Day: November 3, 2016

A Well-Mannered Young Wolf by Jean Leroy

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A Well-Mannered Young Wolf by Jean Leroy, illustrated by Matthieu Maudet (InfoSoup)

A young wolf who has been taught good manners by his parents heads into the wolf to hunt alone for the first time. One of the most important rules is that he must honor the final wishes of his prey. When he nets a rabbit, the rabbit requests that the young wolf read him a story. So the wolf heads home to find his favorite book but when he returns to the woods, the rabbit has left. Next, the wolf captures a chicken who requests music. After the wolf returns with an instrument, the chicken is gone too. The wolf then captures a little boy, who asks for a drawing. The wolf almost doesn’t agree, but the little boy has said please. When the wolf returns, the boy is still there waiting! And the boy loves the picture so much that he wants to show his friends. In a twist ending that is both satisfying and wonderfully dark, the wolf finally succeeds in his hunt.

Leroy sets a brisk pace in this picture book where much of the dialogue is done in speech bubbles and the text is kept to a minimum. The book dashes along on the hunt with the wolf, to and fro from his house and back to his disappearing prey. As the book gains momentum thanks to the repeating pattern, Leroy breaks it and moves ahead with the story at just the right time. It’s a wild and wolfish look at manners that everyone will enjoy.

Maudet’s illustrations convey the frustration of the young wolf very clearly. The wolf uses the book to capture the chicken and then leaves the instrument smashed on the ground in frustration. The limited color palette is filled with orange and red, played against gray and brown.

The book is completely wonderful, satisfying and the twist ending will leave children surprised and asking to hear it again. Appropriate for ages 4-6.

Reviewed from copy received from Eerdmans Books for Young Readers.

 

A Bike Like Sergio’s by Maribeth Boelts

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A Bike Like Sergio’s by Maribeth Boelts, illustrated by Noah Z. Jones (InfoSoup)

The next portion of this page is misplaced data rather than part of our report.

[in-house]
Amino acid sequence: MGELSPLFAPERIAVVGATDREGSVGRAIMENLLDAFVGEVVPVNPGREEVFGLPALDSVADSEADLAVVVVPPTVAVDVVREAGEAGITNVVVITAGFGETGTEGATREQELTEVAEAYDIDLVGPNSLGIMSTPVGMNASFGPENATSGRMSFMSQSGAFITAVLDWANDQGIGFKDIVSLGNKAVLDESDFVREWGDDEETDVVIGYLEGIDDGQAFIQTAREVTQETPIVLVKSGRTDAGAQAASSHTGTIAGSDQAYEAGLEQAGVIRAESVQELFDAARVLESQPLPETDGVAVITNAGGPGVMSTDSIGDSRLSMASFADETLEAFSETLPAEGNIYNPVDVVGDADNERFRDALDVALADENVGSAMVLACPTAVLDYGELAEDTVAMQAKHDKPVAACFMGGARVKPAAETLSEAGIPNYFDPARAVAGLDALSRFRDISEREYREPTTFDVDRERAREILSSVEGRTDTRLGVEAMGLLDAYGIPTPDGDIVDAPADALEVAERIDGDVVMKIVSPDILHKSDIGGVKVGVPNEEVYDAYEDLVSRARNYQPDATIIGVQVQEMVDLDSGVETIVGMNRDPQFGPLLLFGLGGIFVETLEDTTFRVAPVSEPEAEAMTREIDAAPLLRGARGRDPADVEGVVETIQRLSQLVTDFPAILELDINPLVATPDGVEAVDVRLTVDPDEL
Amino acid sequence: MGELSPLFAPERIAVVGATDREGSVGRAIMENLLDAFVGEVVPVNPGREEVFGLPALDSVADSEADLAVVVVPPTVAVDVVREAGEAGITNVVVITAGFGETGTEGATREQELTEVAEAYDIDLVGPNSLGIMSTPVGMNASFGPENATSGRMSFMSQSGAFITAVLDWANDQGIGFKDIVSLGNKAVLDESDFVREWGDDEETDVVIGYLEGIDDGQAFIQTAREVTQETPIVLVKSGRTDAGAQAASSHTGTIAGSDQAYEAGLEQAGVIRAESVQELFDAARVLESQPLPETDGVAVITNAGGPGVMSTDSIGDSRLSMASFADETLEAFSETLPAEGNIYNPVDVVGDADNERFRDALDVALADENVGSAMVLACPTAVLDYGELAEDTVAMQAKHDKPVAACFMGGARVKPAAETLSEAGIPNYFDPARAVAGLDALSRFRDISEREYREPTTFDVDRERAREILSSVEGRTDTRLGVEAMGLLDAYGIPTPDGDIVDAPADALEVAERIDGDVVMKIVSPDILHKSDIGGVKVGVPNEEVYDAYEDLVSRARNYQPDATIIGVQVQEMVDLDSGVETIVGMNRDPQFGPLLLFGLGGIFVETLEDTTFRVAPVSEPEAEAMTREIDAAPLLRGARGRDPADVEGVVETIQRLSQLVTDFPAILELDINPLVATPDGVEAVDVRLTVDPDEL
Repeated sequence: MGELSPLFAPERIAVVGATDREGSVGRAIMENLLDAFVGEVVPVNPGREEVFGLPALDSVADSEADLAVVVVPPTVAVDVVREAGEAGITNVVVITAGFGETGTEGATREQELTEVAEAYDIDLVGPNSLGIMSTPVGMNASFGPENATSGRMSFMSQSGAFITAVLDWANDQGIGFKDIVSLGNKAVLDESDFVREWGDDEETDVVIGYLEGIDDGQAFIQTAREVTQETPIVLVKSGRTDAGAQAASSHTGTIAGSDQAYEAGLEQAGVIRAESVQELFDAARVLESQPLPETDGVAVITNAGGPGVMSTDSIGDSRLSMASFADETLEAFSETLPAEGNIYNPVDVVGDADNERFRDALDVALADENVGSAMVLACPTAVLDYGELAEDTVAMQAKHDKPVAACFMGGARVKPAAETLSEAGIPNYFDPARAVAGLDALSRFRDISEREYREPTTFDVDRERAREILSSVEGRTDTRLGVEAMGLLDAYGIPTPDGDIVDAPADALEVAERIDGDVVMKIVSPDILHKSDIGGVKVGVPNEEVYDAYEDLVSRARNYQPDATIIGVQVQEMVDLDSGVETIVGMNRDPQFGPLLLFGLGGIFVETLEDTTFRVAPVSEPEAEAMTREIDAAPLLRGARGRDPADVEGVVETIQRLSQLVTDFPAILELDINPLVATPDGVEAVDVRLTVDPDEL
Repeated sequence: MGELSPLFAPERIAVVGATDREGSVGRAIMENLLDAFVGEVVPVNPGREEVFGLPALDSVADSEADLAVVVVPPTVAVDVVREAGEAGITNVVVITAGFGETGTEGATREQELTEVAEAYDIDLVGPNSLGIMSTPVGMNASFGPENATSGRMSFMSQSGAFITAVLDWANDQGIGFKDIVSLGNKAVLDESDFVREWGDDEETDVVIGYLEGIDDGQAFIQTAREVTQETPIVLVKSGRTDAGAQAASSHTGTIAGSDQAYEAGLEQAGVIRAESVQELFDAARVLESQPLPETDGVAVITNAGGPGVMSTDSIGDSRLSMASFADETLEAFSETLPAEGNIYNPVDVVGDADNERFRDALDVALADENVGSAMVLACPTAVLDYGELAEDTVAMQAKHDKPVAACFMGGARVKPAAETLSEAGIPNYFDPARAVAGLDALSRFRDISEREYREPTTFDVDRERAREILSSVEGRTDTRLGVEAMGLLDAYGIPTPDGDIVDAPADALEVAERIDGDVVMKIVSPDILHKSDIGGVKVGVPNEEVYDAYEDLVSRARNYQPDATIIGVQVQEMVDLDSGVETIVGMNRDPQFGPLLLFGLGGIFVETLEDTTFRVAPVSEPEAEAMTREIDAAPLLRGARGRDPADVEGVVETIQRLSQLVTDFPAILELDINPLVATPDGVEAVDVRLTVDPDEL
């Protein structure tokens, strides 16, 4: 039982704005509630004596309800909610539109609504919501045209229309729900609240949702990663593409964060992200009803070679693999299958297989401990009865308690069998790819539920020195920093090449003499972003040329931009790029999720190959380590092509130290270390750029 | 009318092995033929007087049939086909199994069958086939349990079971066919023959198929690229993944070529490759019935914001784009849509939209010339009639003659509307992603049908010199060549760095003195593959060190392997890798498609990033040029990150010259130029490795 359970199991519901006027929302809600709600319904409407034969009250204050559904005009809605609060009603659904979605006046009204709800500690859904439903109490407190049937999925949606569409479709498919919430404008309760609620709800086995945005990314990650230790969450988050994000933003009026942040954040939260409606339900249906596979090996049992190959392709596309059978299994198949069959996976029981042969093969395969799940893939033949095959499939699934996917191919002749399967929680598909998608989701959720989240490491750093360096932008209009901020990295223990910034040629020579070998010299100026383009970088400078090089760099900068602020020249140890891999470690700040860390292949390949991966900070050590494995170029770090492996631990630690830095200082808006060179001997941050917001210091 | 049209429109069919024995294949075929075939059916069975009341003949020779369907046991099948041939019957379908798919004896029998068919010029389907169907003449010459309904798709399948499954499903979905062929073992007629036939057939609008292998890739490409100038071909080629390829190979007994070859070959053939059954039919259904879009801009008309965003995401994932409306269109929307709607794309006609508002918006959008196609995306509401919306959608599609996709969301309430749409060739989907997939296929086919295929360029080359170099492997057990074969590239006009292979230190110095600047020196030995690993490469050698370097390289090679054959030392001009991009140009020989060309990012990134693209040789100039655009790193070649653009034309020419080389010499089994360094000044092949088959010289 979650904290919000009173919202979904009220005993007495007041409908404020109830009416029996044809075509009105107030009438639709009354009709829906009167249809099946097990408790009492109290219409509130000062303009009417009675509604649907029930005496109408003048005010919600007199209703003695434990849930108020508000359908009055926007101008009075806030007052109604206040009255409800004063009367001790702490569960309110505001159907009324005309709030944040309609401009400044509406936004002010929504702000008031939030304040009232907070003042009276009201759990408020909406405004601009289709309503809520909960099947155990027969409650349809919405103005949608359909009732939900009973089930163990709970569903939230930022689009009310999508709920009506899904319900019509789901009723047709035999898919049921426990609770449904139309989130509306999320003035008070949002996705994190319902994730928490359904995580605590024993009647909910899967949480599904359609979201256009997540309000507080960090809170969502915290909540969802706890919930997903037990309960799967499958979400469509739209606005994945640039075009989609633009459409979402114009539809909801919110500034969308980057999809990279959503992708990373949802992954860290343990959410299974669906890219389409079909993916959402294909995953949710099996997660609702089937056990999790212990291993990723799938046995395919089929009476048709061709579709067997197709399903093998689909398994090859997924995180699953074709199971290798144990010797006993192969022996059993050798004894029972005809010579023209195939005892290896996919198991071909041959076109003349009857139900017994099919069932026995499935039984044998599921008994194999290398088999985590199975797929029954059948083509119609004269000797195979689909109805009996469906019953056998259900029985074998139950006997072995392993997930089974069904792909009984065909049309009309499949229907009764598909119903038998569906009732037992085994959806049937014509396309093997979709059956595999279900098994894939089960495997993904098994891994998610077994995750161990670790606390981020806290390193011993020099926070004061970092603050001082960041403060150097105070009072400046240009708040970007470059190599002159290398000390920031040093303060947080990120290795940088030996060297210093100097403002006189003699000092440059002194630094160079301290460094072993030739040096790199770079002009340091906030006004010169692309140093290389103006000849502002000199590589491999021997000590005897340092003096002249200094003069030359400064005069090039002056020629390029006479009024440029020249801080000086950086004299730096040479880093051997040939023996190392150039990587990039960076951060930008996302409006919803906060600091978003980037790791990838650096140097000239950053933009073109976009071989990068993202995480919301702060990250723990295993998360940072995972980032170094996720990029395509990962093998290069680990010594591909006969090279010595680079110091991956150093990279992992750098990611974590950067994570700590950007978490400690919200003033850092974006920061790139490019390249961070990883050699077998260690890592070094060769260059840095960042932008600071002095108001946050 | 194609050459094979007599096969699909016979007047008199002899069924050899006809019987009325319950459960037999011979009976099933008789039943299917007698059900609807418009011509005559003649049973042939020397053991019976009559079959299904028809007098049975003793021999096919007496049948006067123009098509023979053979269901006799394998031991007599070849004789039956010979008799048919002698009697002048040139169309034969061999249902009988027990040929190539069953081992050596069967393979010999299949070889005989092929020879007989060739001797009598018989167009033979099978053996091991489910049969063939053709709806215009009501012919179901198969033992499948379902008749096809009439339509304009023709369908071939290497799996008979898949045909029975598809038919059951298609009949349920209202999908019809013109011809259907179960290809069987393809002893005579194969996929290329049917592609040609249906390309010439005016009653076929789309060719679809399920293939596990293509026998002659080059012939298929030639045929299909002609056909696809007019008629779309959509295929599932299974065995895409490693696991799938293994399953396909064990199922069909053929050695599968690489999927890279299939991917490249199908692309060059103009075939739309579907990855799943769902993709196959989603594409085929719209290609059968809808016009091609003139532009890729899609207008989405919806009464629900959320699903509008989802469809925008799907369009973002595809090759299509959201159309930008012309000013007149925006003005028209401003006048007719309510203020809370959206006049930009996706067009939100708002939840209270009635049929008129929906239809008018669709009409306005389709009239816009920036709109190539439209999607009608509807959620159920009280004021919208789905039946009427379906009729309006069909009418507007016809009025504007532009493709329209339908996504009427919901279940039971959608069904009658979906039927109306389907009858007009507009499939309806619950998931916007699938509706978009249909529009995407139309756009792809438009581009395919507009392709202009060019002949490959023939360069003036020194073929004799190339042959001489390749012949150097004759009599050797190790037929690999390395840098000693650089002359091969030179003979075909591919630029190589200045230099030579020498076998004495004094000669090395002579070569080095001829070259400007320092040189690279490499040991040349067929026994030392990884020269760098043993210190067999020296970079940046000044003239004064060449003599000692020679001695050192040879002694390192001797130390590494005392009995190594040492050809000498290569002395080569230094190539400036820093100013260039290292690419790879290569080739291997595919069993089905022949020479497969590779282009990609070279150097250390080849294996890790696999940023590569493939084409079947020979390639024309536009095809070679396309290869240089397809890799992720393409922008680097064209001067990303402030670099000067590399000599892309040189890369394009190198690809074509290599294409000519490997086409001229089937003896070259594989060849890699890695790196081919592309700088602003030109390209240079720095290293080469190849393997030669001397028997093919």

Ruben would love to have a bike like his friend Sergio has. Even though his birthday is coming, Ruben knows that he doesn’t get presents like bicycles. His family is large and there’s not enough money even for all of the groceries they need some weeks. One day when he is at the store for his mother, a lady in front of him drops a dollar bill. Ruben picks it up and puts it in his pocket, but when he looks at it later he discovers it’s actually a one-hundred dollar bill! That’s enough for him to get the bike he’s always wanted. Now Sergio has a dilemma, does he give the money to his family for groceries? Does he give it back to the woman? Or does he buy the bike of his dreams?

Boelts has created a story that is much more than a lesson in morals. This story is about ethical choices yes, but also about economic disparity and families living on the edge. It is a story told with real subtlety and offering an understanding of what would drive a child who is good at heart to steal what they thought was a dollar. It’s a book about the stories we tell ourselves to make our decisions “right” and the way that doing the right thing may not always be easy or clear.

The illustrations by Jones are modern and rather quirky. They fill the page with the vividness of the urban setting. The love and caring of Ruben’s family are also celebrated in the illustrations.

Subtle and smart, this book about decisions and doing the right thing asks all the right questions. Appropriate for ages 5-7.

Reviewed from library copy.